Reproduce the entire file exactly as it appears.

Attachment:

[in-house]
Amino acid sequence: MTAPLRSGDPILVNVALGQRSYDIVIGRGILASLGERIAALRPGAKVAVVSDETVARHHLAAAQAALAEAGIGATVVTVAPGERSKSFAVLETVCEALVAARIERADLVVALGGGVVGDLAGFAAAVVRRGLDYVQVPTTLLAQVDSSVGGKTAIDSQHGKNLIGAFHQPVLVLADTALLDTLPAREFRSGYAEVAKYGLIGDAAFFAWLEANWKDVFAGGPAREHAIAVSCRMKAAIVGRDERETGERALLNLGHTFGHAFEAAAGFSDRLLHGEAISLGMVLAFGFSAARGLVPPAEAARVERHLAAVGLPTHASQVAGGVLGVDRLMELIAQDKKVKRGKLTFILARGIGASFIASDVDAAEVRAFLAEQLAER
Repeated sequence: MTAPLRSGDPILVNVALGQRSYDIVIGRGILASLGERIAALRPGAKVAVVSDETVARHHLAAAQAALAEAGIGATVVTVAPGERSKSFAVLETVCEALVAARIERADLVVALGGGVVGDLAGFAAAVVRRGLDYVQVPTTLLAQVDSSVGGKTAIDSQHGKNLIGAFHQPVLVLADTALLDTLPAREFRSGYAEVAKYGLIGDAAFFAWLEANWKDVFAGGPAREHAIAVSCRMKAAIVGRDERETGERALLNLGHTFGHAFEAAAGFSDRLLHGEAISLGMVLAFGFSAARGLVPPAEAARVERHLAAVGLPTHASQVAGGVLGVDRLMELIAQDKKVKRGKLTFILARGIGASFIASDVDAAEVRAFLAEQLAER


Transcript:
[in-house]
Amino acid sequence: MTAPLRSGDPILVNVALGQRSYDIVIGRGILASLGERIAALRPGAKVAVVSDETVARHHLAAAQAALAEAGIGATVVTVAPGERSKSFAVLETVCEALVAARIERADLVVALGGGVVGDLAGFAAAVVRRGLDYVQVPTTLLAQVDSSVGGKTAIDSQHGKNLIGAFHQPVLVLADTALLDTLPAREFRSGYAEVAKYGLIGDAAFFAWLEANWKDVFAGGPAREHAIAVSCRMKAAIVGRDERETGERALLNLGHTFGHAFEAAAGFSDRLLHGEAISLGMVLAFGFSAARGLVPPAEAARVERHLAAVGLPTHASQVAGGVLGVDRLMELIAQDKKVKRGKLTFILARGIGASFIASDVDAAEVRAFLAEQLAER
Repeated sequence: MTAPLRSGDPILVNVALGQRSYDIVIGRGILASLGERIAALRPGAKVAVVSDETVARHHLAAAQAALAEAGIGATVVTVAPGERSKSFAVLETVCEALVAARIERADLVVALGGGVVGDLAGFAAAVVRRGLDYVQVPTTLLAQVDSSVGGKTAIDSQHGKNLIGAFHQPVLVLADTALLDTLPAREFRSGYAEVAKYGLIGDAAFFAWLEANWKDVFAGGPAREHAIAVSCRMKAAIVGRDERETGERALLNLGHTFGHAFEAAAGFSDRLLHGEAISLGMVLAFGFSAARGLVPPAEAARVERHLAAVGLPTHASQVAGGVLGVDRLMELIAQDKKVKRGKLTFILARGIGASFIASDVDAAEVRAFLAEQLAER